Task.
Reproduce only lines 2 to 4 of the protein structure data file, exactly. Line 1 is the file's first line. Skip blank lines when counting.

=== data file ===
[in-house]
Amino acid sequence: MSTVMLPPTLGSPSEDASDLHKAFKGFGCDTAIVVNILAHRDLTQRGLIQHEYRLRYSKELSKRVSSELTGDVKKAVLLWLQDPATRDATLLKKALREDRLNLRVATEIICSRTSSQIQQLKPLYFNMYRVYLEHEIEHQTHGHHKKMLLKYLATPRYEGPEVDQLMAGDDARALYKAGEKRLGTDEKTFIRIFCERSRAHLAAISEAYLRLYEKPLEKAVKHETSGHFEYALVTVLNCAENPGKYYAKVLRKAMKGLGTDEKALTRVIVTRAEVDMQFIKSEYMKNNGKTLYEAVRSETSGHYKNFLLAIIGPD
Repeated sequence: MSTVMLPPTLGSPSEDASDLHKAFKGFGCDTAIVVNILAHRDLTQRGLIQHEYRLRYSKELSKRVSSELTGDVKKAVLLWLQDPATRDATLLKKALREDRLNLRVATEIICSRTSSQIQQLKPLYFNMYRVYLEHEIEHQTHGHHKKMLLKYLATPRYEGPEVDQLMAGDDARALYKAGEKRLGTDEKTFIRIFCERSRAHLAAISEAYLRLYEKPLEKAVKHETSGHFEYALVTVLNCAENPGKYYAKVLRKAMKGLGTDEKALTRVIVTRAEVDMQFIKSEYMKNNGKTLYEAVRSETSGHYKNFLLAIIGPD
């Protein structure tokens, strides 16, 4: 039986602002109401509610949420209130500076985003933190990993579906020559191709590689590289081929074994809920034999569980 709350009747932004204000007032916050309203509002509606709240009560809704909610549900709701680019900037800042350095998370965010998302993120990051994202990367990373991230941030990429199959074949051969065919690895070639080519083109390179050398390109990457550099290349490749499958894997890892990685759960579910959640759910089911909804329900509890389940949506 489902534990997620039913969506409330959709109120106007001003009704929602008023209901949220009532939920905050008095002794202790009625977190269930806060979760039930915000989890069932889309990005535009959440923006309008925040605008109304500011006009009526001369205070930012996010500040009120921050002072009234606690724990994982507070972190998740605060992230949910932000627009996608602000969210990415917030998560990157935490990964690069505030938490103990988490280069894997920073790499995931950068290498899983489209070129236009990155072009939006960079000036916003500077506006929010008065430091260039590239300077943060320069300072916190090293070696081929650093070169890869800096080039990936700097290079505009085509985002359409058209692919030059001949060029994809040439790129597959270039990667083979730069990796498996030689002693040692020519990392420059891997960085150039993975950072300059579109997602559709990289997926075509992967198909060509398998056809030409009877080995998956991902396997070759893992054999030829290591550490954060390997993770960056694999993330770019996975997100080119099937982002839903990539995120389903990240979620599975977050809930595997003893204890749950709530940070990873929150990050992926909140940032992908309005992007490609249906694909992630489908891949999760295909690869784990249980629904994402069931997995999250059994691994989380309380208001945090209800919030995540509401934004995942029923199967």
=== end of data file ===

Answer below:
Amino acid sequence: MSTVMLPPTLGSPSEDASDLHKAFKGFGCDTAIVVNILAHRDLTQRGLIQHEYRLRYSKELSKRVSSELTGDVKKAVLLWLQDPATRDATLLKKALREDRLNLRVATEIICSRTSSQIQQLKPLYFNMYRVYLEHEIEHQTHGHHKKMLLKYLATPRYEGPEVDQLMAGDDARALYKAGEKRLGTDEKTFIRIFCERSRAHLAAISEAYLRLYEKPLEKAVKHETSGHFEYALVTVLNCAENPGKYYAKVLRKAMKGLGTDEKALTRVIVTRAEVDMQFIKSEYMKNNGKTLYEAVRSETSGHYKNFLLAIIGPD
Repeated sequence: MSTVMLPPTLGSPSEDASDLHKAFKGFGCDTAIVVNILAHRDLTQRGLIQHEYRLRYSKELSKRVSSELTGDVKKAVLLWLQDPATRDATLLKKALREDRLNLRVATEIICSRTSSQIQQLKPLYFNMYRVYLEHEIEHQTHGHHKKMLLKYLATPRYEGPEVDQLMAGDDARALYKAGEKRLGTDEKTFIRIFCERSRAHLAAISEAYLRLYEKPLEKAVKHETSGHFEYALVTVLNCAENPGKYYAKVLRKAMKGLGTDEKALTRVIVTRAEVDMQFIKSEYMKNNGKTLYEAVRSETSGHYKNFLLAIIGPD
């Protein structure tokens, strides 16, 4: 039986602002109401509610949420209130500076985003933190990993579906020559191709590689590289081929074994809920034999569980 709350009747932004204000007032916050309203509002509606709240009560809704909610549900709701680019900037800042350095998370965010998302993120990051994202990367990373991230941030990429199959074949051969065919690895070639080519083109390179050398390109990457550099290349490749499958894997890892990685759960579910959640759910089911909804329900509890389940949506 489902534990997620039913969506409330959709109120106007001003009704929602008023209901949220009532939920905050008095002794202790009625977190269930806060979760039930915000989890069932889309990005535009959440923006309008925040605008109304500011006009009526001369205070930012996010500040009120921050002072009234606690724990994982507070972190998740605060992230949910932000627009996608602000969210990415917030998560990157935490990964690069505030938490103990988490280069894997920073790499995931950068290498899983489209070129236009990155072009939006960079000036916003500077506006929010008065430091260039590239300077943060320069300072916190090293070696081929650093070169890869800096080039990936700097290079505009085509985002359409058209692919030059001949060029994809040439790129597959270039990667083979730069990796498996030689002693040692020519990392420059891997960085150039993975950072300059579109997602559709990289997926075509992967198909060509398998056809030409009877080995998956991902396997070759893992054999030829290591550490954060390997993770960056694999993330770019996975997100080119099937982002839903990539995120389903990240979620599975977050809930595997003893204890749950709530940070990873929150990050992926909140940032992908309005992007490609249906694909992630489908891949999760295909690869784990249980629904994402069931997995999250059994691994989380309380208001945090209800919030995540509401934004995942029923199967």